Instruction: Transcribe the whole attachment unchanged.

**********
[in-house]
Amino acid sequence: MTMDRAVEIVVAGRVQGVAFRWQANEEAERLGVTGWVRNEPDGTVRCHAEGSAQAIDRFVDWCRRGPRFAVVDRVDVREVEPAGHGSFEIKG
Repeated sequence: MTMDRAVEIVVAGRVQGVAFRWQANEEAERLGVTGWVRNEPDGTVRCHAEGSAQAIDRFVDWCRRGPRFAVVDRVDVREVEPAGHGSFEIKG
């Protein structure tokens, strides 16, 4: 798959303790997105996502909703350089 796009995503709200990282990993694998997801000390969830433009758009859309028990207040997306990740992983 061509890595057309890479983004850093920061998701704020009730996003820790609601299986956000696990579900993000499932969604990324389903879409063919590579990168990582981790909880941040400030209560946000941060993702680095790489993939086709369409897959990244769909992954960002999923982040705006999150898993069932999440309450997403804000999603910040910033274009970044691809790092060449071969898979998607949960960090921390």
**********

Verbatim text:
[in-house]
Amino acid sequence: MTMDRAVEIVVAGRVQGVAFRWQANEEAERLGVTGWVRNEPDGTVRCHAEGSAQAIDRFVDWCRRGPRFAVVDRVDVREVEPAGHGSFEIKG
Repeated sequence: MTMDRAVEIVVAGRVQGVAFRWQANEEAERLGVTGWVRNEPDGTVRCHAEGSAQAIDRFVDWCRRGPRFAVVDRVDVREVEPAGHGSFEIKG
């Protein structure tokens, strides 16, 4: 798959303790997105996502909703350089 796009995503709200990282990993694998997801000390969830433009758009859309028990207040997306990740992983 061509890595057309890479983004850093920061998701704020009730996003820790609601299986956000696990579900993000499932969604990324389903879409063919590579990168990582981790909880941040400030209560946000941060993702680095790489993939086709369409897959990244769909992954960002999923982040705006999150898993069932999440309450997403804000999603910040910033274009970044691809790092060449071969898979998607949960960090921390």